Wednesday, 29 October 2008

Brainlove meets Kevin Barnes...


For The Line Of Best Fit

MP3: ID Engager

John Brainlove met Kevin Barnes (right) after a packed out Rough Trade instore to talk about autobiography, inspiration, the differences between dreams and reality, and the fantastical world Of Montreal...

John Brainlove: So, I was googling Airwaves and I got really excited to see you were playing, but it turned out to be a lineup from last year... how was that?

Kevin Barnes: It was great. It's always a bit scary when you're playing a festival, and there's like so many bands and you never get time to set up your stuff, and you get thrown out onstage and it's chaos, and inevitably something sets on fire or breaks... in this instance my amp was making a horrible sound, so I kinda freaked out for the first four or five songs, then I kinda got into it and it was fun, and then the next thing I know I'm being pulled offstage...

JB: Have you been to Iceland before?

KB: No, that was a first...

JB: Do you find when touring that you get a chance to see places? Or is it just like, hotel, bus, plane, show...

KB: Every once in a while you do, yeah, if you get in early enough and the promoters are enthusiastic, a lot of times we'll be playing smaller stages in like Italy or Spain and the promoters feel like they have to fill this role of a cultural liason and show you a good time, and that's always great. But if you get into a place sometimes, you're just left on your own and wander around a little bit and find stuff out...

JB: Which I guess is never that nice, just a few alleyways and caf├ęs around a venue...

KB: Yeah totally. To be honest, this is my first really really good experience of London. I've never had a bad experience, but I've never had a trip where I went to a whole bunch of different parts of the city and really got a good sense. It's always been in more run down parts of London, whereas this area is like super-hip and young, and where we're staying is kinda ritzy. I really like that the city has so much diversity, and I hadn't seen the good side of London before. And I was like "shit man, London's awesome".

JB: Yeah, in some parts it's like a different world, you go around in the day and all you see are decorators and nannies...

KB: ... and no artists live there, sure. What's this area like?

JB: Well I guess we're right in Shoreditch and Old Street, the first time I came here it was mostly just factories and closed up shops, but it's really buzzing now, the artists landed here like regeneration locusts and then got priced out...

KB: Yeah, it's like that in New York, and I guess everywhere. We were in Barcelona and we were like, we wanna move here, and they were like "no, don't do it! You'll raise the rent" and all the reporters will come...

JB: So tonight you're playing in Rough Trade in happening Brick Lane... I think the last time I saw you was ATP playing the Hissing Fauna show. That's obviously a very personal album. You've said that this one is a step away from the autobiographical approach, more fictionalized or written around characters...

KB: No, I didn't mean to say it like that. I don't want to propagate the idea that was writing from the point of view of a persona... I hope I didn't...

JB: (laughs) Maybe I missed some sarcasm or something...

KB: I better go back and read it! There was this character I created called Georgie Fruit, and now I wish I never did, because people are like, "is that a Kevin Barnes song, or a Georgie Fruit song?"... and really there's no difference. They're all Kevin Barnes songs, and I don't like that idea of people seeing a division. I think people would see that as less genuine, but it seems like it's not based in reality, like you're writing from the point of view of a fictional character. That's too much like a defense mechanism. I want all my songs to be like, really coming from the heart and maybe if they're not about something that's physically happened, like a physical experience that I've had, I don't really make a division between the physical and the dream state or the emotional state. I don't really make the division. If you fantasize about something that's just as real as if you really did it.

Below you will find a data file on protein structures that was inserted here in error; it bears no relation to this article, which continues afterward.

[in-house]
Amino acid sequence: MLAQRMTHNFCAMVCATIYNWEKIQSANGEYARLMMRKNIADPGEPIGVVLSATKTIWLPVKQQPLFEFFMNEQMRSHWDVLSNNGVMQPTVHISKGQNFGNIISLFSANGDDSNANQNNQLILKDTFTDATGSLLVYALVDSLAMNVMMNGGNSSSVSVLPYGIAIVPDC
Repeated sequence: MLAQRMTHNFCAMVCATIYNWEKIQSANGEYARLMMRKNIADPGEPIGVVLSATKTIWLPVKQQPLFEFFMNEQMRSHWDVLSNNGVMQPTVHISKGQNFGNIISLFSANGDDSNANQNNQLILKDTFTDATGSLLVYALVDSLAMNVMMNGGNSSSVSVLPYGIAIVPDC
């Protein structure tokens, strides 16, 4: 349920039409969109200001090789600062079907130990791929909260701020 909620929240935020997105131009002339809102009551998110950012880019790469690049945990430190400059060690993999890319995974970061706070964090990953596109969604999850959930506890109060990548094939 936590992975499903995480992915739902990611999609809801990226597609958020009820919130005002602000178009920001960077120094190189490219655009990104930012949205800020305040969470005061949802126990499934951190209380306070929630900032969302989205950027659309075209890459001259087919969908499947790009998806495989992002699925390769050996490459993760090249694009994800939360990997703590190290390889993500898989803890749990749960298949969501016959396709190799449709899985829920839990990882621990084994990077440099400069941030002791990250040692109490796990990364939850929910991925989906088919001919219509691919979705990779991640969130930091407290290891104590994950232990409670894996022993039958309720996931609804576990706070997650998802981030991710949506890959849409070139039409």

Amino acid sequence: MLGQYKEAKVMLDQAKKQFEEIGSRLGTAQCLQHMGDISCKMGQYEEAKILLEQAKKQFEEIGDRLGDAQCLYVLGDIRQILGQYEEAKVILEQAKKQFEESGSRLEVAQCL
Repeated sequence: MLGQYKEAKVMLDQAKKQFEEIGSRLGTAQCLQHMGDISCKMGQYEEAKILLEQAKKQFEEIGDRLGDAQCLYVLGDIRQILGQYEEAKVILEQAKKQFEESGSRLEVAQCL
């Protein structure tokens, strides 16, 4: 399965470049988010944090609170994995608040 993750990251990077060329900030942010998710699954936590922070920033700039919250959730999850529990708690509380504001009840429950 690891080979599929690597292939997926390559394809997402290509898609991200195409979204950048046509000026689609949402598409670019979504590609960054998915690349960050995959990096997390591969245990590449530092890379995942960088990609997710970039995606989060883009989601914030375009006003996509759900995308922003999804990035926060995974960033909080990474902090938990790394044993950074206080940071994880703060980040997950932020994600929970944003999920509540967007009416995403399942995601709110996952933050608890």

JB: I was interested in your ideas about identity, the idea of identity as a malleable construction, does that relate back to that fluid idea of characters and points of view... about your own self being a construction that you consciously work on changing or building. And in that sense having a character is presenting a front...

KB: I don't really think of it as a front... I don't think you can ever contradict yourself, even if you contradict what you said yesterday... it's just as real as it was yesterday. I don't think you have a really fixed identity. When people say "you're being phony" I don't agree with that because you can only be yourself. It's impossible to be phony. Whoever you feel you are at that moment... it's real. And whoever you want to be... I don't believe there's one true identity that's the fixed you. It's obviously fluid, and it's effected by your mood, your experiences, your dreams, what you ate... it's constantly changing. Nobody should believe that they only have one fixed persona or character or identity or whatever that's the real them.

JB: Do you think that's a scary thought, to have no sense of permanence? Everything as transitory..?

KB: I find it very liberating. You don't have to worry about being consistent. You just feel what you feel and act how you want to act, without having to worry "is this appropriate for who I am? Is this outfit appropriate for who I am?" ... it's more fun to have that malleable aspect to your character and be free to do whatever. And it's all real.

JB: Did you make a conscious decision about the change of musical direction? Skeletal Lamping seems like quite a deliberate swerve...

KB: I think I really wanted to make something that was constantly shifting, constantly changing, with no rules and no limitations, no structure really... it still has structure. Some songs have do have repeating parts, but repetition seems to me like laziness. A lot of people always repeat things...

JB: Do you think that's in contrast to Hissing Fauna, which had quite tight cycles repeating for a long time?

KB: Well, this time I was in the mindset that it's laziness to write a part, then do it again. It's a very common thing in pop music to verse / chorus / repeat. It's more creative that way.